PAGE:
That’s right, earth does not have the only liquid water oceans in the solar system, and Pluto is a ball of frozen water. It gets better…

We found water vapor in sunspots, in massive quantities in pre-planetary and pre-stellar nebulae, and surrounding black holes. We have even discovered some exoplanets that appear to have watery atmospheres, based on spectral emission. Surrounding our solar system, and other stars as well, we find a pseudo-shell of rocks and ice that mark the boundary of the solar wind. This icy shell explains a good deal of the water found in our solar system, and likely found in others. The solar wind has been discovered to contain nearly every known element, a startling revelation about elemental production, but it is mostly comprised of hydrogen and hydrogen ions.

Recent breakthroughs have shown that the solar wind can liberate oxygen trapped in space rocks, moons, planets, etc., and then combine with that oxygen to form water. This discovery came within weeks of another one- that interplanetary dust carries space water, and potentially, organic materials, down to all materials in the solar system. Why should it stop at our neighborhood? It shouldn’t, and neither should it stop at the solar wind characteristics of our star or its ability to radiologically create water from the rocks.

NASA has discovered that Earth’s upper ionosphere erupts enormous amounts of oxygen during impact from coronal mass ejections (CME) from the sun. This oxygen does not need to be liberated from rocks; it’s “ready to go” and has an abundance of solar wind particles in the impacting CME with which to create water.


MEER:

http://wavechronicle.com/wave/?p=1151

Re: Starwater

Posted: Tue 11 Feb 2014, 14:56
by combi

Beginnen bij: 3:28



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Re: Starwater

Posted: Sun 15 Jun 2014, 14:06
by blackbox
S0 News June 14, 2014 | STARWATER



Re: Starwater

Posted: Thu 09 Oct 2014, 16:33
by blackbox
Solar System's Water is Older Than the Sun


http://news.discovery.com/space/solar-s ... 140925.htm

Re: Starwater

Posted: Sat 20 Dec 2014, 17:25
by blackbox
New Evidence for a Mars Water Reservoir


Dec. 19, 2014: NASA and an international team of planetary scientists have found evidence in meteorites on Earth that indicates Mars has a distinct and global reservoir of water or ice near its surface.

Though controversy still surrounds the origin, abundance and history of water on Mars, this discovery helps resolve the question of where the “missing Martian water” may have gone. Scientists continue to study the planet’s historical record, trying to understand the apparent shift from an early wet and warm climate to today’s dry and cool surface conditions.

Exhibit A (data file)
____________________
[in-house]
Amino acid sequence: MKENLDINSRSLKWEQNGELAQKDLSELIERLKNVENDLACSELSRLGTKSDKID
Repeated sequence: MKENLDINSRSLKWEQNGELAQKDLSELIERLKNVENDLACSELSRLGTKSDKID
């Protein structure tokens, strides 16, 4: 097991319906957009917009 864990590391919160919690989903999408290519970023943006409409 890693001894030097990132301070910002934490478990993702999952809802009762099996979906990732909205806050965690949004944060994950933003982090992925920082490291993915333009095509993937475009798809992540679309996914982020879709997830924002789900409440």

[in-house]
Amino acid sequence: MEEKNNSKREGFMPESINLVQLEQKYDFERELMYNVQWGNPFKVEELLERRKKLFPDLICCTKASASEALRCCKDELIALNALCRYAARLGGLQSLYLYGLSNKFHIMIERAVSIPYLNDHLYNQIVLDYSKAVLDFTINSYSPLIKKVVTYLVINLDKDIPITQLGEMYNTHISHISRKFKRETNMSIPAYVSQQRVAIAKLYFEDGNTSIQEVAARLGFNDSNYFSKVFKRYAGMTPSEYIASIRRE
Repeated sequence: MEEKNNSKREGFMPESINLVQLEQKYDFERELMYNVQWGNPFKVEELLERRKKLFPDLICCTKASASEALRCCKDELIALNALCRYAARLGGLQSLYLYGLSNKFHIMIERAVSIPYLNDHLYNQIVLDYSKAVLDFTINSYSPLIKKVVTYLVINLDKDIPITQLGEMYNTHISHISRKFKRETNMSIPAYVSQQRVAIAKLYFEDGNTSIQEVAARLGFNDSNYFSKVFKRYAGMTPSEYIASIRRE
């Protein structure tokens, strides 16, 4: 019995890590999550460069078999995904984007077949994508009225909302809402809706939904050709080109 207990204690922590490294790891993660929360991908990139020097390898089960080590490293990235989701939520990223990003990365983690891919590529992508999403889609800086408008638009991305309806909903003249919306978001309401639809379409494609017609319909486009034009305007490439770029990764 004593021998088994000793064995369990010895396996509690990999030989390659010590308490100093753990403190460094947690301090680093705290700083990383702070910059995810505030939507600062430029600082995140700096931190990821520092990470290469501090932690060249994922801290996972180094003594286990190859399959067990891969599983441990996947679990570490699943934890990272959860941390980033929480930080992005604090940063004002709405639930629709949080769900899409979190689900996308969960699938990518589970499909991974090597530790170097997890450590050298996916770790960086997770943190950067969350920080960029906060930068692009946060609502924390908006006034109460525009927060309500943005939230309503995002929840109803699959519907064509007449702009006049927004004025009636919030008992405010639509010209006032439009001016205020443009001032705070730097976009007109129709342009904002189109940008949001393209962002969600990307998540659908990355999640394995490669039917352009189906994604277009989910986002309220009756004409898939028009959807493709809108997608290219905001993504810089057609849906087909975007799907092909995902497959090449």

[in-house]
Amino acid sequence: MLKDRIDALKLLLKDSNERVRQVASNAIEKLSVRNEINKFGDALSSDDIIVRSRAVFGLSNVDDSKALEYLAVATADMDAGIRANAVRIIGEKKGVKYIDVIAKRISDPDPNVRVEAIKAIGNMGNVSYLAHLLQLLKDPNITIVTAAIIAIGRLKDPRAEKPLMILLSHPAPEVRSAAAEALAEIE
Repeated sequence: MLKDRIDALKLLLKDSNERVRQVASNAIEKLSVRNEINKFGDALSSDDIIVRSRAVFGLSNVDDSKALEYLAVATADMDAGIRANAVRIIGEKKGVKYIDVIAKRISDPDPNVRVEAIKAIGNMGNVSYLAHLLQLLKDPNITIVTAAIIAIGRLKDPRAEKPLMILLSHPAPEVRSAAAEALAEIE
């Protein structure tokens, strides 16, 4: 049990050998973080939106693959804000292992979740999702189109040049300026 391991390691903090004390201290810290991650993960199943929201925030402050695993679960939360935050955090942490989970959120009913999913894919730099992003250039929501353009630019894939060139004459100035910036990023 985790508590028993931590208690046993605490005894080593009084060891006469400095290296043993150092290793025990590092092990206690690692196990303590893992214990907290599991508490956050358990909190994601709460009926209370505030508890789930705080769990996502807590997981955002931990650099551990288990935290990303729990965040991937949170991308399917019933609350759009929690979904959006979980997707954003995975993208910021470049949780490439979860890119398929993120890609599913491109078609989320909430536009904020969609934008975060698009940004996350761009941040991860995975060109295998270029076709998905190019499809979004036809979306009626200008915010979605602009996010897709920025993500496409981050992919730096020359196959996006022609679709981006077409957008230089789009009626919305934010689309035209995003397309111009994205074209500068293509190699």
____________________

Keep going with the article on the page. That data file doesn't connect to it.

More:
ImageThis illustration depicts Martian water reservoirs. Recent research provides evidence for the existence of a third reservoir that is intermediate in isotopic composition between the Red Planet’s mantle and its current atmosphere. These results support the hypothesis that a buried cryosphere accounts for a large part of the initial water budget of Mars. Image Credit: NASA





meer:

http://science.nasa.gov/science-news/sc ... marswater/

Re: Starwater

Posted: Mon 29 Dec 2014, 15:29
by blackbox
Russian Scientists ‘Map’ Water Vapour in Martian Atmosphere

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Russian scientists from the Space Research Institute of the Russian Academy of Sciences and the Moscow Institute of Physics and Technology (MIPT), together with their French and American colleagues, have created a “map” of the distribution of water vapour in Mars’ atmosphere. Their research includes observations of seasonal variations in atmospheric concentrations using data collected over ten years by the Russian-French SPICAM spectrometer aboard the Mars Express orbiter. This is the longest period of observation and provides the largest volume of data about water vapour on Mars.



http://mipt.ru/en/news/water_vapour_in_ ... ere_201412

Re: Starwater

Posted: Fri 11 Sep 2015, 13:27
by blackbox
Underground Magma Ocean Could Explain Io's 'Misplaced' Volcanoes

Tides flowing in a subsurface ocean of molten rock, or magma, could explain why Jupiter's moon Io appears to have its volcanoes in the "wrong" place. New NASA research implies that oceans beneath the crusts of tidally stressed moons may be more common and last longer than expected. The phenomenon applies to oceans made from either magma or water, potentially increasing the odds for life elsewhere in the universe.


Image



MORE:

http://www.nasa.gov/content/goddard/io-volcano-tides

Re: Starwater

Posted: Tue 29 Sep 2015, 17:56
by blackbox
'Liquid water has been found on Mars' says NASA



Re: Starwater

Posted: Tue 27 Sep 2016, 10:07
by blackbox
High altitude water plumes erupting off the surface of Jupiter's moon Europa


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Astronomers have again imaged what may be water vapor plumes erupting off the surface of Jupiter's moon Europa, bolstering other observations suggesting the icy moon erupts with high altitude water plumes. The observation increases the possibility that missions to Europa may be able to sample Europa’s ocean without having to drill through miles of ice. If confirmed, Europa would be the second moon in the solar system known to have water vapor plumes. In 2005, NASA's Cassini orbiter detected jets of water vapor and dust spewing off the surface of Saturn's moon Enceladus.








https://watchers.news/2016/09/26/high-a ... um=twitter